Medieval Anachronisms, Part 2: Tournaments

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Arthurian tales of elaborate tournaments originated largely in the High Middle Ages. During the actual High Middle Ages, tournaments as we think of them in Arthurian tales did not exist. However, during the late Middle Ages, tournaments were a common celebration of the golden past that never was. Most people in the late Middle Ages were just as uninformed about the High Middle Ages as people today are about the “wild west.” By the late Middle Ages, knighthood was in decline—by Malory’s time, the knight of romance was obsolete.

We think of tournaments in terms of two opponents in the arena, starting with a joust, then ending with a one-on-one swordfight. The real tournament of the High Middle Ages was the melee, similar to later tournaments only in that it was a game. The melee was staged exactly like a true battle would be, save that weapons were not real. Confrontations could take place on foot or on horse, but the joust would be rare to nonexistent since the heavy jousting armor worn for sport in later periods had not been invented (a joust in an actual war was almost always fatal).

Injuries were common in the melee. Fatalities also occurred, though an effort was made to promote safety. Melees were often spectator events, but they took place over large areas instead of in small arenas. The objectives of a melee were various: gains were made by capturing knights on the other side and later ransoming them. Sometimes awards were given to the winners or those who achieved “great feats of arms.” The melee was also a chance to practice the tactics of warfare and to prepare young men for the circumstances of actual battles.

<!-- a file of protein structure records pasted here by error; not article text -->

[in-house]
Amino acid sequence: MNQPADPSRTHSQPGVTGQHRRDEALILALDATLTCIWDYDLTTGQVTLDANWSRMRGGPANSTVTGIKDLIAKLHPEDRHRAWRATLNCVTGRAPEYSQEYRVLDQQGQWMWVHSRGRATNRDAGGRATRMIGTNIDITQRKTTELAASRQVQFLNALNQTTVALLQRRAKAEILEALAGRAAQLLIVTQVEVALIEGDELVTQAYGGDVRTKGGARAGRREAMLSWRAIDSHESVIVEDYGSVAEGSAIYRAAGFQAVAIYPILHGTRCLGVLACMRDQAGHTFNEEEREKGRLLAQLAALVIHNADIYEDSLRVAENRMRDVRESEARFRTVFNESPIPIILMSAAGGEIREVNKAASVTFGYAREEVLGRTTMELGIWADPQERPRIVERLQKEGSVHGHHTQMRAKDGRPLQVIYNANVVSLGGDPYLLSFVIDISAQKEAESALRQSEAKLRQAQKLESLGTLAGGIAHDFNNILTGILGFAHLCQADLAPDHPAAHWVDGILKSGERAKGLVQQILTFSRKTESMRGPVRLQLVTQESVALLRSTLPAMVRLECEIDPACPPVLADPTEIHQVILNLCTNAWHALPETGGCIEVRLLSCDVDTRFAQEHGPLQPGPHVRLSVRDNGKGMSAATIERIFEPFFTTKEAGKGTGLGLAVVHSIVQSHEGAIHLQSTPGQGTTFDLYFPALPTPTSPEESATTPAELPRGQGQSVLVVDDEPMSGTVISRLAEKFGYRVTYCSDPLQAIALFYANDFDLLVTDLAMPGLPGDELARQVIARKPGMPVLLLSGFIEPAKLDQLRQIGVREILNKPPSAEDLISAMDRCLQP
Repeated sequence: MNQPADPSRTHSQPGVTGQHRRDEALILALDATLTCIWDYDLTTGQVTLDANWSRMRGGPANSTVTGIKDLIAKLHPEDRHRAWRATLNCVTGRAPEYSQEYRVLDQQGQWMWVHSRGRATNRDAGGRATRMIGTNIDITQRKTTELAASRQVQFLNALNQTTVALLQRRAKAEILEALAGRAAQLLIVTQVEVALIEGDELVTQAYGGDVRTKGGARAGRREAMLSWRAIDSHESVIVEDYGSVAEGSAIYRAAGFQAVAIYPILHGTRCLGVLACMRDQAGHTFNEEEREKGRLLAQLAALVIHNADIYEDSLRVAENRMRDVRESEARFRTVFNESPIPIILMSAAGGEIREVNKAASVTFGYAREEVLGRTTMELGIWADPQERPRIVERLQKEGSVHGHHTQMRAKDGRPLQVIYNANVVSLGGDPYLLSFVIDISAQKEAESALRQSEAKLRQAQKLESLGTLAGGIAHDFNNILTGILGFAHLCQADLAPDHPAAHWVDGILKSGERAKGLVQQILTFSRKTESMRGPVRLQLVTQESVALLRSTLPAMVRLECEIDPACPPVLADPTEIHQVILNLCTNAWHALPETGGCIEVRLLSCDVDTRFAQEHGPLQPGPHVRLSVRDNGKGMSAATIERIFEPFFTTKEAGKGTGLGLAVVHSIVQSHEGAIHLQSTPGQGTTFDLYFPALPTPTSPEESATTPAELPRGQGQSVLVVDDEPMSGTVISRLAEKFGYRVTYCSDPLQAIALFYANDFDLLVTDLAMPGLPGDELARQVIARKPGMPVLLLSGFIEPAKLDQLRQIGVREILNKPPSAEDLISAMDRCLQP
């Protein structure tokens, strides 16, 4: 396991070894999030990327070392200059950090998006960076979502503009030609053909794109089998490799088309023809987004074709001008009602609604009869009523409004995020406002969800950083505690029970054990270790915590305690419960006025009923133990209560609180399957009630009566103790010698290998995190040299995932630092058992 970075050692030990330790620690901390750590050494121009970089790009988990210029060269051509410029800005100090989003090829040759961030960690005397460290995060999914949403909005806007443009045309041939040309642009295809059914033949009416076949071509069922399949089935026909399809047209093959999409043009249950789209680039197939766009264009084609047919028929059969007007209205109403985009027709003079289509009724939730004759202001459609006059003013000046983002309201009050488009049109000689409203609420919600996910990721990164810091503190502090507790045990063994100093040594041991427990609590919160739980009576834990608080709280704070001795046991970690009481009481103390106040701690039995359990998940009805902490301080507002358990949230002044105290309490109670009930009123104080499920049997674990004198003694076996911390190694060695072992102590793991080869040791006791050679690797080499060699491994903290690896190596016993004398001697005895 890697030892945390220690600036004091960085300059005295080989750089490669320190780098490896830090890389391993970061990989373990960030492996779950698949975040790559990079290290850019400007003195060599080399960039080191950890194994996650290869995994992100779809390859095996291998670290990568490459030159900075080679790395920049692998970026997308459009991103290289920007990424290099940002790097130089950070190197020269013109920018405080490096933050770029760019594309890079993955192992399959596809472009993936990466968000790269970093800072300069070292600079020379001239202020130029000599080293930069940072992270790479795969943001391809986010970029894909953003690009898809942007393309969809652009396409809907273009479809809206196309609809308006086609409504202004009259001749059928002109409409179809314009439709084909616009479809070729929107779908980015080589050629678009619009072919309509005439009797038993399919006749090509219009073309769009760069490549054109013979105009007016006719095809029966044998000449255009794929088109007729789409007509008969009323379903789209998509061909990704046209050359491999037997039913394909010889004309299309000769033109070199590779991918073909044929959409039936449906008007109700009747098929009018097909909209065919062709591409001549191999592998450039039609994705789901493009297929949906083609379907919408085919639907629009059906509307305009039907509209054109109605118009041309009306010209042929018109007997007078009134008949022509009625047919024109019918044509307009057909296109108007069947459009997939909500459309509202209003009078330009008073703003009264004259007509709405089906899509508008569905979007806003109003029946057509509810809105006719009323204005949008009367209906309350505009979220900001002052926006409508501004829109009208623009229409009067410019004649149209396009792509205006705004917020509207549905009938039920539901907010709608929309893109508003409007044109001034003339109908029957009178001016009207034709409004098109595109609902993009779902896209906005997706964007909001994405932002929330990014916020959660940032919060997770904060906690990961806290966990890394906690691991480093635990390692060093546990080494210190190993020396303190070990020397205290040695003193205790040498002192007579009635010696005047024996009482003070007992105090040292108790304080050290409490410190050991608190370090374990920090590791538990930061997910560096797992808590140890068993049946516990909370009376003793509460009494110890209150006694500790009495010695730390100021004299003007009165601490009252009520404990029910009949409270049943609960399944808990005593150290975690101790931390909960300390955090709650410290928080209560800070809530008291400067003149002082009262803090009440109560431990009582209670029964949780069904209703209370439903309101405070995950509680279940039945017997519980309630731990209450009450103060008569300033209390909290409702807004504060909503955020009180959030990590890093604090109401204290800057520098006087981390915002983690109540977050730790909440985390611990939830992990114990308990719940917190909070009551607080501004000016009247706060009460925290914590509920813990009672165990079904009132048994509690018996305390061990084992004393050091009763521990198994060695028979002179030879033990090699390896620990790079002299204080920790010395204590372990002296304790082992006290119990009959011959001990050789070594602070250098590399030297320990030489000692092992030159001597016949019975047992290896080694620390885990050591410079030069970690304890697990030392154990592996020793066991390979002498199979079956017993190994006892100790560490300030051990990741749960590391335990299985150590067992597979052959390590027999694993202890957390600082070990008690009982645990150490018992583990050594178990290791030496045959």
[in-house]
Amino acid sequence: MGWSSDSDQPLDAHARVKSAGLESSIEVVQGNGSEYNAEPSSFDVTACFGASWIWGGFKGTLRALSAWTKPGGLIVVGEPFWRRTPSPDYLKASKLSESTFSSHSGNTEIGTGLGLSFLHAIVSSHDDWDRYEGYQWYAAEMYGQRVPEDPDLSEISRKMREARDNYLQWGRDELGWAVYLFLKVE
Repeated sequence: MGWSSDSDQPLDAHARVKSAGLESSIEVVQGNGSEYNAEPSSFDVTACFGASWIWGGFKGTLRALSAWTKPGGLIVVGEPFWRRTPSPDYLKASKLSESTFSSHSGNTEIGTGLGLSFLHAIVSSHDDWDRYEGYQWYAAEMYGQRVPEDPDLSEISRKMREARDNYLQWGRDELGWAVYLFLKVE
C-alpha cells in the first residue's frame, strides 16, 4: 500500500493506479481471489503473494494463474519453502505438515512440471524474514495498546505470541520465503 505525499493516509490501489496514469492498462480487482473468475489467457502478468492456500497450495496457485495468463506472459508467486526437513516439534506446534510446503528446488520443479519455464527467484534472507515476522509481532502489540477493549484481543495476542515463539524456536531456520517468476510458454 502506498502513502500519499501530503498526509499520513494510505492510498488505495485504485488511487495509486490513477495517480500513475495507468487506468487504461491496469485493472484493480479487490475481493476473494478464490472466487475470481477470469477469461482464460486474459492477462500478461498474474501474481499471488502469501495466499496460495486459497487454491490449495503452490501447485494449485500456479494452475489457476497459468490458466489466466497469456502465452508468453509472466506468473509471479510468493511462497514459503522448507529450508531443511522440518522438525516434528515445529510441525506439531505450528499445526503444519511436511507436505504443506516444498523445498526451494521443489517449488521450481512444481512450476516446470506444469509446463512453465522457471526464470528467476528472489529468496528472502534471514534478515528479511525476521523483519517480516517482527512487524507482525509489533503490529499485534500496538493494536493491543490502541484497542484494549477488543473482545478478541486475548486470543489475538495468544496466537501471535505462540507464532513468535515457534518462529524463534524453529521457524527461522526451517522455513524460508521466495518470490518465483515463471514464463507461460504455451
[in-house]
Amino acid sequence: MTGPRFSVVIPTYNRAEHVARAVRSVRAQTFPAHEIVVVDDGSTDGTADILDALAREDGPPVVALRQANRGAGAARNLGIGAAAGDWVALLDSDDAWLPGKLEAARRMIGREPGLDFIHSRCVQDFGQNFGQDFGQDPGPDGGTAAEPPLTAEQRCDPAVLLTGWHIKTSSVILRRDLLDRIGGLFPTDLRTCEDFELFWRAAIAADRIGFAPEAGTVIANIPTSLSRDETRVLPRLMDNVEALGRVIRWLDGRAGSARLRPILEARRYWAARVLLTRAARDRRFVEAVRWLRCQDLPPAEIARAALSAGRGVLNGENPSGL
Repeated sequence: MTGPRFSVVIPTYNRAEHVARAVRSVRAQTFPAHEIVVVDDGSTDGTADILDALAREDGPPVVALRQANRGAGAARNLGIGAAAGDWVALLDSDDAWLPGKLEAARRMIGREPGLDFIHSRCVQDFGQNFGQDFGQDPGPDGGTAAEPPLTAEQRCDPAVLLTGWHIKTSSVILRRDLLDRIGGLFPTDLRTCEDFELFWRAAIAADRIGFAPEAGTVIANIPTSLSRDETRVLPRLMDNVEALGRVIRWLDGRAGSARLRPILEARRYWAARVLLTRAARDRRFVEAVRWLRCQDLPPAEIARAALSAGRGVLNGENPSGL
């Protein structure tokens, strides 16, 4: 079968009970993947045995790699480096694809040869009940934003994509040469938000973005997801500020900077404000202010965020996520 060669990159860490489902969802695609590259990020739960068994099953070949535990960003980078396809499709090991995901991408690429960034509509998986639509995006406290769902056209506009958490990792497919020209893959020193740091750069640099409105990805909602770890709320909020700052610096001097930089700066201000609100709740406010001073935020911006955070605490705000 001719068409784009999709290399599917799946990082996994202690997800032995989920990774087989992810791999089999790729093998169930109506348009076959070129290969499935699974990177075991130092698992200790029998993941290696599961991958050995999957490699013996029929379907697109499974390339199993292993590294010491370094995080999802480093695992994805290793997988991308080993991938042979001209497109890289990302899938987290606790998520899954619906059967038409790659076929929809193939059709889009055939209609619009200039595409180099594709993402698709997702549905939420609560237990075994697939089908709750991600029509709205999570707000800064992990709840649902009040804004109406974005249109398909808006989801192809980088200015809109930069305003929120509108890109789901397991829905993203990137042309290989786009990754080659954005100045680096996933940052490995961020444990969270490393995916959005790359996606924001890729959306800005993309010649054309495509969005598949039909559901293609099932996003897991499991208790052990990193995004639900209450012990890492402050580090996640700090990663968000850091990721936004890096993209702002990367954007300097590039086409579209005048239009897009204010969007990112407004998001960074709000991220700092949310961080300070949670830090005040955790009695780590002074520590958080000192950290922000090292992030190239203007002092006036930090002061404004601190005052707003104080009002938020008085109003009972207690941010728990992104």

If one examines earlier works of Arthurian myth, one can see that the tournaments are not the turn-based arena events pictured in movies, but a disorganized rabble. Men are easily lost miles from the castle, overtaken by groups, or even killed when the melee is used to disguise a personal vendetta. A desire for an orderly, romantic sport eventually led to jousting as we think of it today, but the development took a long time.

Note: You’ll see no citations for the above information. I didn’t bother with footnotes since the same information is repeated in several dozen introductions to many types of books. Think of this as a lecture instead of an essay. As this topic is not particularly controversial, I trust the reader will take confidence in my research skills and to pursue his own research if his interest is sparked.


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